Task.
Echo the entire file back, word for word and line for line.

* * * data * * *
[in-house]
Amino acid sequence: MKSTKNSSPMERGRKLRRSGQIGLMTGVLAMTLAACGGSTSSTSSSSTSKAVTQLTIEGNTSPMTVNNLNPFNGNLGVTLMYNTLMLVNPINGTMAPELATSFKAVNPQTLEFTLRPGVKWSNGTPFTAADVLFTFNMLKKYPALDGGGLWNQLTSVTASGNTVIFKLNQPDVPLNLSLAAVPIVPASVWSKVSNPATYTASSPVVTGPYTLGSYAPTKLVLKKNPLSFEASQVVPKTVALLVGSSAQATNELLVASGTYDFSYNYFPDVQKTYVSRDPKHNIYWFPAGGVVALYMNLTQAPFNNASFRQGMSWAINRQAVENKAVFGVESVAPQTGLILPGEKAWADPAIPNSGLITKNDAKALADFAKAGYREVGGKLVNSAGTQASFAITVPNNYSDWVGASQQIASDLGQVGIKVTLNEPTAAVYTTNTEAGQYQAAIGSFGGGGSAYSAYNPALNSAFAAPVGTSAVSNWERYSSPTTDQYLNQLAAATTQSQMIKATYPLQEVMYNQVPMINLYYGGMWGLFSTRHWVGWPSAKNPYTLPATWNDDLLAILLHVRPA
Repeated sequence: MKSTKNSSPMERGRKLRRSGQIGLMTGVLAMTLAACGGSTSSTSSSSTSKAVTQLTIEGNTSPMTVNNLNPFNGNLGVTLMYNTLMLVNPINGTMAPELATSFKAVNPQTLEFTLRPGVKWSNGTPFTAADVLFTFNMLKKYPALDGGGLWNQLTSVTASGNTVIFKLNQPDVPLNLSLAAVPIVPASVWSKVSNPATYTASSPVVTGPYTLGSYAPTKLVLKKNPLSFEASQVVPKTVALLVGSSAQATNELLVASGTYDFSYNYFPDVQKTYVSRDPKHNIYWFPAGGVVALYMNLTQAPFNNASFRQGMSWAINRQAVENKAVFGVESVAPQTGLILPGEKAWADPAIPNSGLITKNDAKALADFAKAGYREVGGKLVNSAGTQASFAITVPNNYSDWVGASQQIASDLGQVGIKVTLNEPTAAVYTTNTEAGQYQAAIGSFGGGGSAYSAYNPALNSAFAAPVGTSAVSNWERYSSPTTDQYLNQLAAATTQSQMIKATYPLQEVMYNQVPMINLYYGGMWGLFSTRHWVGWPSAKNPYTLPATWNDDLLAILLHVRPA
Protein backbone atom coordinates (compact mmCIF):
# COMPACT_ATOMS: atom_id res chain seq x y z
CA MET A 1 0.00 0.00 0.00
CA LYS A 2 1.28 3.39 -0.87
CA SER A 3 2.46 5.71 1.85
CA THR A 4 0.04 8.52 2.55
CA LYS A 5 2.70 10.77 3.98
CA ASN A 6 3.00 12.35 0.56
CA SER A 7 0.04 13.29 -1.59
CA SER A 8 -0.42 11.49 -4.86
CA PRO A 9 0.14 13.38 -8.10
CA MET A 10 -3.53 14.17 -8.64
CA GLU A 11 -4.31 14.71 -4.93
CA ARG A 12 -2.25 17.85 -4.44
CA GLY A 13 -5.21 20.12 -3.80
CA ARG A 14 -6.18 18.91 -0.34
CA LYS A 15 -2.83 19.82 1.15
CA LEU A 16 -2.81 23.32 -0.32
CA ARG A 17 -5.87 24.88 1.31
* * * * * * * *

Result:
[in-house]
Amino acid sequence: MKSTKNSSPMERGRKLRRSGQIGLMTGVLAMTLAACGGSTSSTSSSSTSKAVTQLTIEGNTSPMTVNNLNPFNGNLGVTLMYNTLMLVNPINGTMAPELATSFKAVNPQTLEFTLRPGVKWSNGTPFTAADVLFTFNMLKKYPALDGGGLWNQLTSVTASGNTVIFKLNQPDVPLNLSLAAVPIVPASVWSKVSNPATYTASSPVVTGPYTLGSYAPTKLVLKKNPLSFEASQVVPKTVALLVGSSAQATNELLVASGTYDFSYNYFPDVQKTYVSRDPKHNIYWFPAGGVVALYMNLTQAPFNNASFRQGMSWAINRQAVENKAVFGVESVAPQTGLILPGEKAWADPAIPNSGLITKNDAKALADFAKAGYREVGGKLVNSAGTQASFAITVPNNYSDWVGASQQIASDLGQVGIKVTLNEPTAAVYTTNTEAGQYQAAIGSFGGGGSAYSAYNPALNSAFAAPVGTSAVSNWERYSSPTTDQYLNQLAAATTQSQMIKATYPLQEVMYNQVPMINLYYGGMWGLFSTRHWVGWPSAKNPYTLPATWNDDLLAILLHVRPA
Repeated sequence: MKSTKNSSPMERGRKLRRSGQIGLMTGVLAMTLAACGGSTSSTSSSSTSKAVTQLTIEGNTSPMTVNNLNPFNGNLGVTLMYNTLMLVNPINGTMAPELATSFKAVNPQTLEFTLRPGVKWSNGTPFTAADVLFTFNMLKKYPALDGGGLWNQLTSVTASGNTVIFKLNQPDVPLNLSLAAVPIVPASVWSKVSNPATYTASSPVVTGPYTLGSYAPTKLVLKKNPLSFEASQVVPKTVALLVGSSAQATNELLVASGTYDFSYNYFPDVQKTYVSRDPKHNIYWFPAGGVVALYMNLTQAPFNNASFRQGMSWAINRQAVENKAVFGVESVAPQTGLILPGEKAWADPAIPNSGLITKNDAKALADFAKAGYREVGGKLVNSAGTQASFAITVPNNYSDWVGASQQIASDLGQVGIKVTLNEPTAAVYTTNTEAGQYQAAIGSFGGGGSAYSAYNPALNSAFAAPVGTSAVSNWERYSSPTTDQYLNQLAAATTQSQMIKATYPLQEVMYNQVPMINLYYGGMWGLFSTRHWVGWPSAKNPYTLPATWNDDLLAILLHVRPA
Protein backbone atom coordinates (compact mmCIF):
# COMPACT_ATOMS: atom_id res chain seq x y z
CA MET A 1 0.00 0.00 0.00
CA LYS A 2 1.28 3.39 -0.87
CA SER A 3 2.46 5.71 1.85
CA THR A 4 0.04 8.52 2.55
CA LYS A 5 2.70 10.77 3.98
CA ASN A 6 3.00 12.35 0.56
CA SER A 7 0.04 13.29 -1.59
CA SER A 8 -0.42 11.49 -4.86
CA PRO A 9 0.14 13.38 -8.10
CA MET A 10 -3.53 14.17 -8.64
CA GLU A 11 -4.31 14.71 -4.93
CA ARG A 12 -2.25 17.85 -4.44
CA GLY A 13 -5.21 20.12 -3.80
CA ARG A 14 -6.18 18.91 -0.34
CA LYS A 15 -2.83 19.82 1.15
CA LEU A 16 -2.81 23.32 -0.32
CA ARG A 17 -5.87 24.88 1.31